• Does the information have sources listed; are these sources readily available, easy to find, or even in existence? A website with no sources, no links to similar information, or that is linked to a source by the same author or organization, (“As I said in my book, Carrots: The Miracle Vegetable,” etc.) likely is not a good source. If you want to dig further, sites that use sources that are not well-footnoted or that are clearly opinion pieces, are generally not reliable.
  • Does the website use a lot of negative language, ALL CAPITAL LETTER CLAIMS, different color text to emphasize points, or bash other websites, organizations, or people? Someone who has good information to back them up does not need to personally attack others, unless the other party is providing information that is downright dangerous. Even then, the refutation should be polite and calm, and with good sources to back it up.
  • Is the website selling something? For example, if you find a website that is called Vitamin-C-Can-Save-Your-Life.com, and they have lots of links to their shop where they sell vitamin C tablets, drink mixes, food additives, supplements, and snack bars, then this is probably a sales pitch, not a reliable site for information.
  • Is the person maintaining the site (especially in the case of blogs or other privately owned websites) a credentialed person? Do they list in their “About” information where they obtained their degree, what this degree is, or what their experience in the field entails? For example, did they graduate from Harvard Medical School, or do they just have a mysterious “Dr.” tacked to the beginning of their name? Doctorates can be legitimate medical doctor degrees, or they could be in philosophy, engineering, or even an honorary doctorate for charity work. “Nutritionist” is another deceptive title. It can mean someone who has a masters degree and carries a certification from a prestigious organization, or it can mean someone who went through a minor three-month certificate program.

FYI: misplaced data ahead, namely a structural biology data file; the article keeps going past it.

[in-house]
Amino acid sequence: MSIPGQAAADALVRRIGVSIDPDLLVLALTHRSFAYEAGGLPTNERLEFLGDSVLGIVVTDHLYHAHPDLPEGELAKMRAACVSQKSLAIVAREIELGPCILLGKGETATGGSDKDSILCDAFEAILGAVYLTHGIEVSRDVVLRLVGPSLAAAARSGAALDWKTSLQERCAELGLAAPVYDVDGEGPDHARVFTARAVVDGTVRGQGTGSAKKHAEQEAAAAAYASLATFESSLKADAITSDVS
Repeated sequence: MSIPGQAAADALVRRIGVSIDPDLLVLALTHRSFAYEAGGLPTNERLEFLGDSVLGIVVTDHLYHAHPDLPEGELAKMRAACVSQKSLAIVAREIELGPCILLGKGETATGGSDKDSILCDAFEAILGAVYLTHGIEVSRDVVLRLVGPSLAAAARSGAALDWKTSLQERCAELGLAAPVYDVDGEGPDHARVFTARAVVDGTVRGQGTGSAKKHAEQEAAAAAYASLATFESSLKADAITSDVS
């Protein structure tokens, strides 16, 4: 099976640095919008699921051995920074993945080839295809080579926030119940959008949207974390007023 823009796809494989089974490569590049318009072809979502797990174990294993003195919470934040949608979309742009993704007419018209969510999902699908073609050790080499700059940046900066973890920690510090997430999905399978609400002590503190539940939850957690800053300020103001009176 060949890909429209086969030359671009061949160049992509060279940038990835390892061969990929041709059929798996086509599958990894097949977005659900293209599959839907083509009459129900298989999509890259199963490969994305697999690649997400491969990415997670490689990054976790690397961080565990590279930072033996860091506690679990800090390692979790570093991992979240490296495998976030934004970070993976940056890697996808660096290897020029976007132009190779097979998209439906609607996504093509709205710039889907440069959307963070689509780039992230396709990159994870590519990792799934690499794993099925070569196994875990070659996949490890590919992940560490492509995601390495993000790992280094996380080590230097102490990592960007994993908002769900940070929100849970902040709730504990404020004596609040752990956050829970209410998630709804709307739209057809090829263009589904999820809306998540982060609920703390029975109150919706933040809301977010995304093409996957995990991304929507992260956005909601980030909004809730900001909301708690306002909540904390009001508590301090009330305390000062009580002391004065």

• Related to the sales-pitch site, does this site claim that a particular product can change your life? Can it cause you to lose weight, keep you from developing cancer, cure headaches, help you live longer while erasing the effects of aging, and make your high blood pressure, high cholesterol and arthritis disappear, all with one teeny capsule? Odds are, it won’t! Remember, if it sounds too good to be true, it probably is. Save your money. Especially save your money if this site claims that the government has been covering this cure up, or that they are the ONLY site that sells it. This means that they are probably the only ones that can test it for safety, too!
  • Is the only evidence offered for the reliability of the site a collection of glowing testimonials? Remember that there is no reason why the owner of the site couldn’t have written these themselves.

 

Much of this would appear to be common sense, but the best advice to anyone is to read ANY information on the internet with a critical, logical eye. Do not get sucked in and buy something without researching it elsewhere; don’t fall prey to testimonials claiming that this person or site saved their life.